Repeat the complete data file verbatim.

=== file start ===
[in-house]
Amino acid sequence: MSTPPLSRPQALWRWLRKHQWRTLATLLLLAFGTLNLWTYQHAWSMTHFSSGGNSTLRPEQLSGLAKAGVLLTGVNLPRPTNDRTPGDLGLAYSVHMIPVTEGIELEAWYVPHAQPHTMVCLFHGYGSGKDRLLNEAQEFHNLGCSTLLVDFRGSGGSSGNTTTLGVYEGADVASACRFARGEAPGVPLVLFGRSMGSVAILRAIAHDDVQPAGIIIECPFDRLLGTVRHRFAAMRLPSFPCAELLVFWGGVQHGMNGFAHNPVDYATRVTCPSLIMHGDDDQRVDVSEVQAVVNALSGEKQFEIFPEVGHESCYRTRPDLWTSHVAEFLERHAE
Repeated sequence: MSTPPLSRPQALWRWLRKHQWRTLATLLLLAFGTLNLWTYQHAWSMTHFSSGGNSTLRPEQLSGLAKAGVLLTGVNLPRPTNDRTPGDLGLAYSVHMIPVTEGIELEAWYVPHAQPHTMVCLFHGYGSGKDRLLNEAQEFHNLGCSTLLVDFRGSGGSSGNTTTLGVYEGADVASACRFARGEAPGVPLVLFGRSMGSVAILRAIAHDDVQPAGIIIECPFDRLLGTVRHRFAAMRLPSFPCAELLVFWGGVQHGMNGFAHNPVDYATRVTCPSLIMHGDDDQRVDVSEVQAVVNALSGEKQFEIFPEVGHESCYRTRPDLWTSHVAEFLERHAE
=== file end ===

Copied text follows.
[in-house]
Amino acid sequence: MSTPPLSRPQALWRWLRKHQWRTLATLLLLAFGTLNLWTYQHAWSMTHFSSGGNSTLRPEQLSGLAKAGVLLTGVNLPRPTNDRTPGDLGLAYSVHMIPVTEGIELEAWYVPHAQPHTMVCLFHGYGSGKDRLLNEAQEFHNLGCSTLLVDFRGSGGSSGNTTTLGVYEGADVASACRFARGEAPGVPLVLFGRSMGSVAILRAIAHDDVQPAGIIIECPFDRLLGTVRHRFAAMRLPSFPCAELLVFWGGVQHGMNGFAHNPVDYATRVTCPSLIMHGDDDQRVDVSEVQAVVNALSGEKQFEIFPEVGHESCYRTRPDLWTSHVAEFLERHAE
Repeated sequence: MSTPPLSRPQALWRWLRKHQWRTLATLLLLAFGTLNLWTYQHAWSMTHFSSGGNSTLRPEQLSGLAKAGVLLTGVNLPRPTNDRTPGDLGLAYSVHMIPVTEGIELEAWYVPHAQPHTMVCLFHGYGSGKDRLLNEAQEFHNLGCSTLLVDFRGSGGSSGNTTTLGVYEGADVASACRFARGEAPGVPLVLFGRSMGSVAILRAIAHDDVQPAGIIIECPFDRLLGTVRHRFAAMRLPSFPCAELLVFWGGVQHGMNGFAHNPVDYATRVTCPSLIMHGDDDQRVDVSEVQAVVNALSGEKQFEIFPEVGHESCYRTRPDLWTSHVAEFLERHAE